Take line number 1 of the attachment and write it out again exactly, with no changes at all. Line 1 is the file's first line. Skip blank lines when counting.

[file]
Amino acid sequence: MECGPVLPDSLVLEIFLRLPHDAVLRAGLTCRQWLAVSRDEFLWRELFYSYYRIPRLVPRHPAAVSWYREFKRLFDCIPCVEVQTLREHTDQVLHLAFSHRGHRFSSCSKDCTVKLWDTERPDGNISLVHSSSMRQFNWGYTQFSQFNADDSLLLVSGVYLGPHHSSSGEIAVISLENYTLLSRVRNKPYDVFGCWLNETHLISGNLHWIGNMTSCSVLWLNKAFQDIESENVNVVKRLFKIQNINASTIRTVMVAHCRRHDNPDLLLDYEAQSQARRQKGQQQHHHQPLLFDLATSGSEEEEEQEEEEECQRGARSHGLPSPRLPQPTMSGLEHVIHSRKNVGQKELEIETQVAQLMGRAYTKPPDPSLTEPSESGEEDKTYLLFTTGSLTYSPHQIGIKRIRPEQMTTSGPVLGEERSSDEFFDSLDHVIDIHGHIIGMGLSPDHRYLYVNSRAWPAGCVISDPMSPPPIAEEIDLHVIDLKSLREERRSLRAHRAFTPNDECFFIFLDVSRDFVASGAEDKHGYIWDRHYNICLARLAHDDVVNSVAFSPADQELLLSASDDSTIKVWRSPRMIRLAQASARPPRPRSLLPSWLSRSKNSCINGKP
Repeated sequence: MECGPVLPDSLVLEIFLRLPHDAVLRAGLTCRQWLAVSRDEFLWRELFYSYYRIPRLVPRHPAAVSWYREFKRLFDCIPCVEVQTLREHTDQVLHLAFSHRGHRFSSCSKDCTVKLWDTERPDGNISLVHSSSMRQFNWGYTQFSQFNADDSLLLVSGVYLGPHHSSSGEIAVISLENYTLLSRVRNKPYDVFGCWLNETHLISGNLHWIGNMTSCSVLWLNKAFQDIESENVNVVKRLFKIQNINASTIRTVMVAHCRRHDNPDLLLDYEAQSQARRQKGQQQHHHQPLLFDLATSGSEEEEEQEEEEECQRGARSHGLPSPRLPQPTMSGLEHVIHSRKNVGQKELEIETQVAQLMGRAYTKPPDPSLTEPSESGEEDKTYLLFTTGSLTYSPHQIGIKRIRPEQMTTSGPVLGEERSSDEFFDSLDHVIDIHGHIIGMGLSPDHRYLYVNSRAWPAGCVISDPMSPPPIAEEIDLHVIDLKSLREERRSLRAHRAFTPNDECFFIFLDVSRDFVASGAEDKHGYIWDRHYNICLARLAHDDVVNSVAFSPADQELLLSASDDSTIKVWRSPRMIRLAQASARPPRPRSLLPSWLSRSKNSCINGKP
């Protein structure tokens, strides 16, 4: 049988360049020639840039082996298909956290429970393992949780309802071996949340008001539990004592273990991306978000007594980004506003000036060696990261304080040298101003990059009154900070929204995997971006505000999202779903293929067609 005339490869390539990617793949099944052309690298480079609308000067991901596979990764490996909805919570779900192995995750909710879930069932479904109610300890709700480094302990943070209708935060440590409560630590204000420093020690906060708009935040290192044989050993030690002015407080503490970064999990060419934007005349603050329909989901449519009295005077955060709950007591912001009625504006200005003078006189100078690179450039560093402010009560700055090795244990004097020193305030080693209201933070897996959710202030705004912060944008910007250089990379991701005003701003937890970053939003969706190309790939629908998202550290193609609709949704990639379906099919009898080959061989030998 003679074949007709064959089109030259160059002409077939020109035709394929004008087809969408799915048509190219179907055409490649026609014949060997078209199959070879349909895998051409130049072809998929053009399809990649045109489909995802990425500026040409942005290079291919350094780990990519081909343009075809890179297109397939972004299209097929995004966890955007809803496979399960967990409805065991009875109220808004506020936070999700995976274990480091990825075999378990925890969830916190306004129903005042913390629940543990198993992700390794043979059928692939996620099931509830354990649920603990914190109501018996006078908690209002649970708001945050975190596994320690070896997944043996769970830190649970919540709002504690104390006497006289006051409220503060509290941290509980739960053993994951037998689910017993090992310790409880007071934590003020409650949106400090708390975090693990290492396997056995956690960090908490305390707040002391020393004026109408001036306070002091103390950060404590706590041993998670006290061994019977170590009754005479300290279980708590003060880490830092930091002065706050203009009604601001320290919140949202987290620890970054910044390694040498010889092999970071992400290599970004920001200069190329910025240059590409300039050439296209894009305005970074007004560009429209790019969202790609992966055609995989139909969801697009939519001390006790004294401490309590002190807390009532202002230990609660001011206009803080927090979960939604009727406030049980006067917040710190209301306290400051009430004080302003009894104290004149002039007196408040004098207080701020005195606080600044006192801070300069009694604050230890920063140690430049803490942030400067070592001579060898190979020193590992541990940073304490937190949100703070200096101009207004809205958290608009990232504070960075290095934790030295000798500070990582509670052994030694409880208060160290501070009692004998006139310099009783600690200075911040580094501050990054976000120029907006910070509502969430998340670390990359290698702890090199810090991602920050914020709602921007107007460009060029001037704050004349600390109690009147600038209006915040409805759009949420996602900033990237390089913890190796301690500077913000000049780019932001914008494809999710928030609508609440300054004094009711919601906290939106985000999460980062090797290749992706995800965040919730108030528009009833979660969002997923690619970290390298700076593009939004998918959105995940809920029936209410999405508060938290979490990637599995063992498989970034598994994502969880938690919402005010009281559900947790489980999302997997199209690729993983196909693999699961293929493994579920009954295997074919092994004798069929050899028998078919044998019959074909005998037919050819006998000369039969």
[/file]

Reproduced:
Amino acid sequence: MECGPVLPDSLVLEIFLRLPHDAVLRAGLTCRQWLAVSRDEFLWRELFYSYYRIPRLVPRHPAAVSWYREFKRLFDCIPCVEVQTLREHTDQVLHLAFSHRGHRFSSCSKDCTVKLWDTERPDGNISLVHSSSMRQFNWGYTQFSQFNADDSLLLVSGVYLGPHHSSSGEIAVISLENYTLLSRVRNKPYDVFGCWLNETHLISGNLHWIGNMTSCSVLWLNKAFQDIESENVNVVKRLFKIQNINASTIRTVMVAHCRRHDNPDLLLDYEAQSQARRQKGQQQHHHQPLLFDLATSGSEEEEEQEEEEECQRGARSHGLPSPRLPQPTMSGLEHVIHSRKNVGQKELEIETQVAQLMGRAYTKPPDPSLTEPSESGEEDKTYLLFTTGSLTYSPHQIGIKRIRPEQMTTSGPVLGEERSSDEFFDSLDHVIDIHGHIIGMGLSPDHRYLYVNSRAWPAGCVISDPMSPPPIAEEIDLHVIDLKSLREERRSLRAHRAFTPNDECFFIFLDVSRDFVASGAEDKHGYIWDRHYNICLARLAHDDVVNSVAFSPADQELLLSASDDSTIKVWRSPRMIRLAQASARPPRPRSLLPSWLSRSKNSCINGKP